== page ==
On 1 January 2023, a significant change to the rules on French withholding tax occurred. According to the new provisions, in certain strictly defined cases, the withholding tax mechanism is replaced by the mechanism of deducting the advance directly from the taxpayer’s bank account. In this article, we will take a closer look at the new legal regulation.
1. What is the French withholding tax?
Withholding tax (prélèvement à la source – abbreviated: PAS) constitutes a method of collecting tax in France whereby the tax is withheld by the payer – usually the employer – when remuneration is paid to the taxpayer – mostly the employee. It’s deducted from salaries obtained for the activity carried out in that country. The tax collected in this way goes to the local tax administration.
2. Who exactly is affected by the withholding tax reform?
As noted in the introduction, the withholding tax mechanism described above was modified at the beginning of 2023. However, this change didn’t cover all employees and employers. Indeed, the need to switch from the current withholding tax mechanism to the advance payment system applies to salaries originating in France and taxable there under the cumulative fulfilment of the following conditions:
- the employer is a company established in an EU Member State other than France or in another country or territory that has concluded with France a convention on administrative assistance for the purposes of combating tax evasion and tax avoidance and a convention on mutual assistance for the recovery proceedings similar in scope to that provided for by Council Directive 2010/24/EU of 16 March 2010 concerning mutual assistance for the recovery of claims relating to taxes, duties and other measures. At the same time, it can’t be a non-cooperative country or territory within the meaning of Article 238-0 of the French Tax Code.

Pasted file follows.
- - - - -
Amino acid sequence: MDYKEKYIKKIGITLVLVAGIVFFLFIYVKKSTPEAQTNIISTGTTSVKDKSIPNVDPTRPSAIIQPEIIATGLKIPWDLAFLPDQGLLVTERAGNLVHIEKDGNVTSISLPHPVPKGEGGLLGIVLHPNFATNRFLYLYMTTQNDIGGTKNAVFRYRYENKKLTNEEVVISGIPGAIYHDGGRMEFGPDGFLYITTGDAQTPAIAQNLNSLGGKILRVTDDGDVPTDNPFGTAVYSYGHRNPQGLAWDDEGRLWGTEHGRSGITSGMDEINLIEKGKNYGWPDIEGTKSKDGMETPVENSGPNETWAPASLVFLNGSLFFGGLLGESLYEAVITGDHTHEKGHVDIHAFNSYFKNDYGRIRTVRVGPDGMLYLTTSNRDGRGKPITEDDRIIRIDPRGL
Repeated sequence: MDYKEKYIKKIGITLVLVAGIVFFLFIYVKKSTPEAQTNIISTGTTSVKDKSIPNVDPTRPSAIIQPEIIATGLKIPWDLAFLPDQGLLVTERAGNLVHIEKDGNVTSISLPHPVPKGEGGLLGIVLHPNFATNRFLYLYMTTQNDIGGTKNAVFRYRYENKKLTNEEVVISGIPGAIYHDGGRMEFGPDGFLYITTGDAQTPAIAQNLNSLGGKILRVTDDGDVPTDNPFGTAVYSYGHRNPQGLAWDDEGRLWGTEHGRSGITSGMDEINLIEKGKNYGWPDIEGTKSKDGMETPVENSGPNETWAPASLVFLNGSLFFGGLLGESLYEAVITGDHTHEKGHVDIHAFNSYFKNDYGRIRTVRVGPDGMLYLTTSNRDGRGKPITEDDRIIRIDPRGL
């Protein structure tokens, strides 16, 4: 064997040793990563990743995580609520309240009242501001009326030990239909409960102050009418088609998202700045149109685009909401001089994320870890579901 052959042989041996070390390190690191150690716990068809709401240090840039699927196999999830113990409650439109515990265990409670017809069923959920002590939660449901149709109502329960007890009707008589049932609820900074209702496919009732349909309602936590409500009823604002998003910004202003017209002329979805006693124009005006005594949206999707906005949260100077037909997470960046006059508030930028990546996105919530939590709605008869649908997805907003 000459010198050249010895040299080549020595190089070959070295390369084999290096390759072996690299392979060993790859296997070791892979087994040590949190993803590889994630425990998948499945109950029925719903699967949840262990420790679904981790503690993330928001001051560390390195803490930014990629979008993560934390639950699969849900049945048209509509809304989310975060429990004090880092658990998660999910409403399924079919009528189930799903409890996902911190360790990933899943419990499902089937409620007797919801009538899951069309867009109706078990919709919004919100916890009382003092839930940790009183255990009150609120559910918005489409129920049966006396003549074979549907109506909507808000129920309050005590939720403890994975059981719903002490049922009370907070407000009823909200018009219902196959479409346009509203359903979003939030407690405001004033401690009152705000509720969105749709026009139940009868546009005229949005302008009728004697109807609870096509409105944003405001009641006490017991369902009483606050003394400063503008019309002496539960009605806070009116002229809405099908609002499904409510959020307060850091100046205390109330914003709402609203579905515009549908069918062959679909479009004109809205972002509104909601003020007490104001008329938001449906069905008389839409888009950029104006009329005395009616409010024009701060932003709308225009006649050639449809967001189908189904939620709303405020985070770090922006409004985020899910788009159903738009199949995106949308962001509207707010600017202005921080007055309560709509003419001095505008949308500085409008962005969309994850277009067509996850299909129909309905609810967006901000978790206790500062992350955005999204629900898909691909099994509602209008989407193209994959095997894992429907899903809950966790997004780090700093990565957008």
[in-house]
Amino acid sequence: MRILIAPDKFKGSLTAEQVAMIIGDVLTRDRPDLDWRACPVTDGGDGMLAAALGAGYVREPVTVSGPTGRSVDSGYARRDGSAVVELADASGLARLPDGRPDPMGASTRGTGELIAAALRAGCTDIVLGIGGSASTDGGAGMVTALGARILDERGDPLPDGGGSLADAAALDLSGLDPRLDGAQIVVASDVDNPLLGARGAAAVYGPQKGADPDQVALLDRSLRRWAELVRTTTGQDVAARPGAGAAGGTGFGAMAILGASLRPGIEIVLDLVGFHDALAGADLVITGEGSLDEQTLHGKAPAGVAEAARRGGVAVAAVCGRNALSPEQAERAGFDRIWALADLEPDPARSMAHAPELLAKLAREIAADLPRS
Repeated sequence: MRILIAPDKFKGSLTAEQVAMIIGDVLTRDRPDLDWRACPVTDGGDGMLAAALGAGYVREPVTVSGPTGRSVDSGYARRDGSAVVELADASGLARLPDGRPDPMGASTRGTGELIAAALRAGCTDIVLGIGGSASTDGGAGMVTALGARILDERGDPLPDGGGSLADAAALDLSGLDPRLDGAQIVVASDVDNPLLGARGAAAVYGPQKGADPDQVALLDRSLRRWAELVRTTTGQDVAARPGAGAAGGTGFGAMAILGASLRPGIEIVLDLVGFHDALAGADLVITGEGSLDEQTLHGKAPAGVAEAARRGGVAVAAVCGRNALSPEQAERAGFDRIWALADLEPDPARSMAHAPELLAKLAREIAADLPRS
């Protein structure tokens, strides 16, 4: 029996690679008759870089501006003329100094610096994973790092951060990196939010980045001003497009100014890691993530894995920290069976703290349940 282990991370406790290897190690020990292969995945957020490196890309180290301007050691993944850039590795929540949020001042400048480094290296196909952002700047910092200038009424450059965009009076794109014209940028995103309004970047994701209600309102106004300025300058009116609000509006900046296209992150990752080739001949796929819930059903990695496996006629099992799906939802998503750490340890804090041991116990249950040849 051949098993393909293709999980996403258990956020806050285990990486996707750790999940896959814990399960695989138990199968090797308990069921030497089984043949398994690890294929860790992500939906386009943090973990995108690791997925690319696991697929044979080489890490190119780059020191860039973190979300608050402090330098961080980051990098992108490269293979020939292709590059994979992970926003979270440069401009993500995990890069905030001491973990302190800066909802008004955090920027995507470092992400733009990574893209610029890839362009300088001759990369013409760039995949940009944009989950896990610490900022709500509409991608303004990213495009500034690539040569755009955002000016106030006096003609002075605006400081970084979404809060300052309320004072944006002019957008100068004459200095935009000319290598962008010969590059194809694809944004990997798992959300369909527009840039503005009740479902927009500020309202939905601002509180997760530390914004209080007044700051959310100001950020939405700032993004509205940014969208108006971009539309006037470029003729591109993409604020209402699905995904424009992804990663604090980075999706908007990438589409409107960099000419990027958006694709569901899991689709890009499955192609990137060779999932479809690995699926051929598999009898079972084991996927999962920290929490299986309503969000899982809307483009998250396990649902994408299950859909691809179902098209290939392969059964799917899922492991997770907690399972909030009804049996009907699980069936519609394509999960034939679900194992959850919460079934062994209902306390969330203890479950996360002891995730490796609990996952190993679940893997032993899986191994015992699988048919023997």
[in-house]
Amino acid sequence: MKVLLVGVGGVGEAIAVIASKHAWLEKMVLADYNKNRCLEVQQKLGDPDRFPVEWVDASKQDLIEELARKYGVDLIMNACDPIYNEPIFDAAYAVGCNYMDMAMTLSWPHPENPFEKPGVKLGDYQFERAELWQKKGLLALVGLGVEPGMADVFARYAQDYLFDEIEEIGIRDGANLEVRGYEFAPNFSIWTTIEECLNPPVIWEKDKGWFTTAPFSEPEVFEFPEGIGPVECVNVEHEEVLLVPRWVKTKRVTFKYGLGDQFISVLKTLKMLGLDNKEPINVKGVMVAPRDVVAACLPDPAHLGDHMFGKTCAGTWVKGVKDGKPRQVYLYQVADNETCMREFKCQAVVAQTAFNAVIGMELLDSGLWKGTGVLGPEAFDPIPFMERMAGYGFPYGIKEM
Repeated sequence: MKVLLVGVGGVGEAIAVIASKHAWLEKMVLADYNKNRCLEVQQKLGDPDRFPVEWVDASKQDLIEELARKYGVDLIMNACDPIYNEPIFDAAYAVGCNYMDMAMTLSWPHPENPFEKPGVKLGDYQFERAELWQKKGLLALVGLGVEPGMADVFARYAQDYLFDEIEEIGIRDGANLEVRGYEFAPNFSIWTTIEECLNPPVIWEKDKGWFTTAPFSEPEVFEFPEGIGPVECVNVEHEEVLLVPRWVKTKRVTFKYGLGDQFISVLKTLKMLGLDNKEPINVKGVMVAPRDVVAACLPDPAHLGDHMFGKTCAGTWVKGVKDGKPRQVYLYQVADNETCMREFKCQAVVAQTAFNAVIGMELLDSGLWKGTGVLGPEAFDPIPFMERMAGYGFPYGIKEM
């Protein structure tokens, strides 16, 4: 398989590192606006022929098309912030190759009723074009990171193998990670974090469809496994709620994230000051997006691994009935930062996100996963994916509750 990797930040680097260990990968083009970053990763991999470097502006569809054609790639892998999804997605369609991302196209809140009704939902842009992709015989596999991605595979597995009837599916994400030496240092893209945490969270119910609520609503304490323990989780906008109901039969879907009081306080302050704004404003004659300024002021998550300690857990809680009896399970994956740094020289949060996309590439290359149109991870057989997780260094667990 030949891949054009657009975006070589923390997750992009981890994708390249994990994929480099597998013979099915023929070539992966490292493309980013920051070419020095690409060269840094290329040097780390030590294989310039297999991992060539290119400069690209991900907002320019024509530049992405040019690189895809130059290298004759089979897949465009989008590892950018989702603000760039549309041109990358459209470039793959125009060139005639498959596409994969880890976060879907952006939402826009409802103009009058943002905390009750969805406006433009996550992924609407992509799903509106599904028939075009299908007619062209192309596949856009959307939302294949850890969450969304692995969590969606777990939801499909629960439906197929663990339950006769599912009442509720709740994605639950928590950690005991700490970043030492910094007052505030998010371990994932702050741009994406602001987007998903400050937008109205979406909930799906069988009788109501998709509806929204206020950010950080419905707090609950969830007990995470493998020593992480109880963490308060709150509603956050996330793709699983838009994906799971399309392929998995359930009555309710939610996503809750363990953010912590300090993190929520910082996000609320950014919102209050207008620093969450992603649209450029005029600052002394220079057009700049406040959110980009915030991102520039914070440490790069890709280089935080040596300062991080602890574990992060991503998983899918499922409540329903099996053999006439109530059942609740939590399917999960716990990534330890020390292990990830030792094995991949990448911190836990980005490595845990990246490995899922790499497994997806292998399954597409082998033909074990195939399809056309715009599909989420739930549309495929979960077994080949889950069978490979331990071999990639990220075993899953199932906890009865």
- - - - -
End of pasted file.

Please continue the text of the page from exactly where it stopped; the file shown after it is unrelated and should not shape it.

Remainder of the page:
Therefore, these amendments to the provisions apply to the following countries: Austria, Belgium, Bulgaria, Croatia, Cyprus, Czech Republic, Denmark, Estonia, Finland, Greece, Spain, Netherlands, Ireland, Iceland, Lithuania, Luxembourg, Latvia, Malta, Germany, Norway, Poland, Portugal, Romania, Slovakia, Slovenia, Sweden, Hungary, United Kingdom, Italy. Nevertheless, in the case of the UK, it should be noted that it’s about workers – French tax residents – who were covered by the British social security system before 1 January 2021 and remained in it without interruptions;
- the employee is a French tax resident who:
- isn’t covered by the mandatory French social security system,
- carries out a paid activity in at least two Member States of the EU or the EEA,
- works in France on an occasional basis, i.e. performs an insignificant part of his/her activity there (e.g. in the form of telework).
3. Principles of the advance payment system
Foreign employers, who no longer have to collect French tax in the form of withholding tax from 1 January 2023, have instead been required to report annually to the French tax administration, using stantard reporting procedures, the salaries taxable in France and paid to workers fulfilling the conditions indicated above. The income tax will be paid by the employees of these enterprises in the form of an advance payment. However, the tax authorities will collect the tax directly from the bank accounts of these workers.
Accordingly, employees are obliged to generate the so-called advance withholding payment in their profiles on the portal for settlements with the French tax office at www.impots.gouv.fr . Thanks to that, they will avoid having to pay the entire income tax for 2023 in the summer of 2024. In order to do this, it’s necessary first of all to log into your own account (“Votre espace particulier”) and then access the “Manage my withholding tax” tab (“Gérer mon prélèvement à la source”) and update the relevant data (among others, information related to special situations or estimated income). In the same place, it’s also possible, if necessary, to check or change the bank account number from which the appropriate deductions are to be made.
As a general rule, advances are collected on a monthly basis. This takes place on the 15th of each month. If the 15th falls on a Saturday, Sunday or holiday, advance payments are collected on the next working day. However, it’s possible to select quarterly deductions, falling on 15 February, 15 May, 15 August and 15 November. In this case, the deadline is also postponed to the next working day if the 15th day of a given month is a Saturday, Sunday or a public holiday. The quarterly advance option is valid for the entire year and will take effect on 1 January of the following year, provided you indicate it before 30 September of the current year.
4. Legal notice
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